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After the death of her husband, Christine realizes she has possibly wasted her life by marrying him instead of the man towards whom, in her youth, she had a stronger inclination. To overcome these dreary thoughts, she decides to find out about him and the other men who danced with her during a ball that was a turning point in her life, many years ago. She pays a visit to those forgotten acquaintances one after the other; Christine is not only surprised to see how they have fared, but also discovers the impact she had, unknowingly, on the feelings and the destiny of these persons.Written by
Eduardo Casais <email@example.com>
When her husband of 19 years dies at his desk in their magnificent Italian estate, Marie Bell goes in search of meaning to her life by visiting the men of her dance card from her first ball.
It's another example of Julien Duvivier's poetic realism, but from th viewpoint of the femme fatale. And here we have finally exposed what the f.f. Is thinking and it's... not much. After 19 years of married life, she concludes she never loved her husband and goes to find the men who swore they'd love her forever and find out what she's been missing.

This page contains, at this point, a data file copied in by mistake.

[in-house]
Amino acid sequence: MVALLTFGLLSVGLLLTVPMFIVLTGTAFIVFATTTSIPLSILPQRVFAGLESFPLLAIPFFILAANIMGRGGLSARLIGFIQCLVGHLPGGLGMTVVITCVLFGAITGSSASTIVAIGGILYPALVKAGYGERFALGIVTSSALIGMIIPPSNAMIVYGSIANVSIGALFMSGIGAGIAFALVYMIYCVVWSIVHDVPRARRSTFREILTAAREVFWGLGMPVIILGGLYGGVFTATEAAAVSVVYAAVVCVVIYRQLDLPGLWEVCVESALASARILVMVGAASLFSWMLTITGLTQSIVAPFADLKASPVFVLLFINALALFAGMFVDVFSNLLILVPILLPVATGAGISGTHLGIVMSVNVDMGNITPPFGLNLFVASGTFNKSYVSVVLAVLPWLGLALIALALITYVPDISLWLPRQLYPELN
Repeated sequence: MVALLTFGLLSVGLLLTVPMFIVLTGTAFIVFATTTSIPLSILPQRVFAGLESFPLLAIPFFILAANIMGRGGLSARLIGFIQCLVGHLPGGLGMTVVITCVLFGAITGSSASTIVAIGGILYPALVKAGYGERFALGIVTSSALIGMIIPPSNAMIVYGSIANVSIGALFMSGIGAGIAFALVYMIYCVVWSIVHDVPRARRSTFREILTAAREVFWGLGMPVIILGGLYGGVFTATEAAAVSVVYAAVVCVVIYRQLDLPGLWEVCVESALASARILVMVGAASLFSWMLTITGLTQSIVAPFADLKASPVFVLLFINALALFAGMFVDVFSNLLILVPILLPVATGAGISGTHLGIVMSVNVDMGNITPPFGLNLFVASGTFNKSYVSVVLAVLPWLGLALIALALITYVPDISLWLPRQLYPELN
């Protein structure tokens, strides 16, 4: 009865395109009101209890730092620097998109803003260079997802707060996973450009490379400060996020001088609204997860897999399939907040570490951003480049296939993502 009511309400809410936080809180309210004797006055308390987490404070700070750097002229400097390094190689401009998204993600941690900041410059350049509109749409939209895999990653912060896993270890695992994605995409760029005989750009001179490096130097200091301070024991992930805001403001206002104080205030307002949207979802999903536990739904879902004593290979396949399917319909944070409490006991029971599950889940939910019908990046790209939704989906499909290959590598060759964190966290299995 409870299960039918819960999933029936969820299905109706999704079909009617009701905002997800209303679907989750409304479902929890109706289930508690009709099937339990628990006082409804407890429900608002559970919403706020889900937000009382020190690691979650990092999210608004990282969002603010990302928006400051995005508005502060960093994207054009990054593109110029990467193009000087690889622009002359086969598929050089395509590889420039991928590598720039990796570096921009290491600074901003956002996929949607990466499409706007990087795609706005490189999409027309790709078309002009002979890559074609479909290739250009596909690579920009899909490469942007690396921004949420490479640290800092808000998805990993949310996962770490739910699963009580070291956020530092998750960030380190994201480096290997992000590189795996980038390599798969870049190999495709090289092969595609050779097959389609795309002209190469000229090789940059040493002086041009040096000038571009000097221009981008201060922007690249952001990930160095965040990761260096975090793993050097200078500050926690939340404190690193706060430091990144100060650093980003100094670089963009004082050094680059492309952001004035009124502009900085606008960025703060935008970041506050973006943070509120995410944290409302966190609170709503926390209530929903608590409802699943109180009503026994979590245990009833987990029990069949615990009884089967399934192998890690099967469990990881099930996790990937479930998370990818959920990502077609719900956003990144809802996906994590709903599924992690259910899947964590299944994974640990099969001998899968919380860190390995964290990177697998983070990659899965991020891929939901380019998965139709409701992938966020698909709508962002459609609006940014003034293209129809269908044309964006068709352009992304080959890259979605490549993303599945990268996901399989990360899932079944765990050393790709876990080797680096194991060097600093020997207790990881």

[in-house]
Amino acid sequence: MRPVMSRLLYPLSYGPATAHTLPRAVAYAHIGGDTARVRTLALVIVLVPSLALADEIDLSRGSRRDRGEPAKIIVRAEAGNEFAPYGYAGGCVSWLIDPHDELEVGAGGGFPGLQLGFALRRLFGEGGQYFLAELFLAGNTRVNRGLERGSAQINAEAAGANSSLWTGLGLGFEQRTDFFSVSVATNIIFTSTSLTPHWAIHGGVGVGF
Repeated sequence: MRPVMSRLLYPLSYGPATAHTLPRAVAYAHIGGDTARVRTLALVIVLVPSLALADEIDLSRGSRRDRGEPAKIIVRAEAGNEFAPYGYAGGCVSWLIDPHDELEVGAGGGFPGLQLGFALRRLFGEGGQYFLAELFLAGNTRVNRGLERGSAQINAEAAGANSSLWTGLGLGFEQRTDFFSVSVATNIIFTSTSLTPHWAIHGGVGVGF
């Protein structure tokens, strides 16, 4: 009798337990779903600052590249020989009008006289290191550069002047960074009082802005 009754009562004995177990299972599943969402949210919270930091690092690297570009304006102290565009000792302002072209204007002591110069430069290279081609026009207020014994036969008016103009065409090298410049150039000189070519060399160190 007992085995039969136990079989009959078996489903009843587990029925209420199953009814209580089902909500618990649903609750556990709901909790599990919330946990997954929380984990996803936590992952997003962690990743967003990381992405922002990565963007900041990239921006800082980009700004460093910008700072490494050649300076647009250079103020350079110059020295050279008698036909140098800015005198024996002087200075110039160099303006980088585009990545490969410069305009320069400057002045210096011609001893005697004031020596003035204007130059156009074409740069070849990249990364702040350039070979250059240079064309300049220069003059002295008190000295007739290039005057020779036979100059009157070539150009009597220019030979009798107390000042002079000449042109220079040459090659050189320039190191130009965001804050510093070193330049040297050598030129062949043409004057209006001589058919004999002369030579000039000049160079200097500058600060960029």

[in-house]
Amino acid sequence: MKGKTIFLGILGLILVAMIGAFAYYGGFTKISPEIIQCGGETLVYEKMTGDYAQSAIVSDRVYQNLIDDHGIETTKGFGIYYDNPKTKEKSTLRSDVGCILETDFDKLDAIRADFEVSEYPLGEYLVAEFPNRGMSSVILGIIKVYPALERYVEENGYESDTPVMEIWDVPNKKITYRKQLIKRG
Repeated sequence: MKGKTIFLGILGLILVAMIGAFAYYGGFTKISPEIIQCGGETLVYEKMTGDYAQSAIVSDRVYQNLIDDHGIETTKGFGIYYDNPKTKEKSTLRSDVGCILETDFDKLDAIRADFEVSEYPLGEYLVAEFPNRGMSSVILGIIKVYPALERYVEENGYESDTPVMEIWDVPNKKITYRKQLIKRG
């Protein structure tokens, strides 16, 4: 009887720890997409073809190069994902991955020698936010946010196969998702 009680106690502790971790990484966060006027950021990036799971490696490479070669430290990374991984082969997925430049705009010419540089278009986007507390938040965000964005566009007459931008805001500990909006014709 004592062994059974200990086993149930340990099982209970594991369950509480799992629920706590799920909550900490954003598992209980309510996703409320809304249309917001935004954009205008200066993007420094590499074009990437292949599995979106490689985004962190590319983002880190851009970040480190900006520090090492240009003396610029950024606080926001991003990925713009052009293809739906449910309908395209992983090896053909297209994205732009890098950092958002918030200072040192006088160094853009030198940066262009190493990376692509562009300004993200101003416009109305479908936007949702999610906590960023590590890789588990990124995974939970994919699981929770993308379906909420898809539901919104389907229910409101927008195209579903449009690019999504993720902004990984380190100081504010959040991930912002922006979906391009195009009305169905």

In other words, it's another soap opera of the type that does not appeal to me. Mlle Bell has gotten everything she had bargained for, and, being unhappy, feels no need to give up anything in the exchange for happiness.
I suspect Duvivier felt the same way as I. He rarely seemed to like any of the women in his movies.
Despite that, I found this a very enjoyable movie, because of the men she goes to visit. While some of them have depressing stories, some of them have gotten on with their lives, like Raimu, Harry Baur, and in a beautiful performance, Louis Jouvet. The best of them have learned to compromise with their ambitions, and have some satisfaction. The others, not so much.
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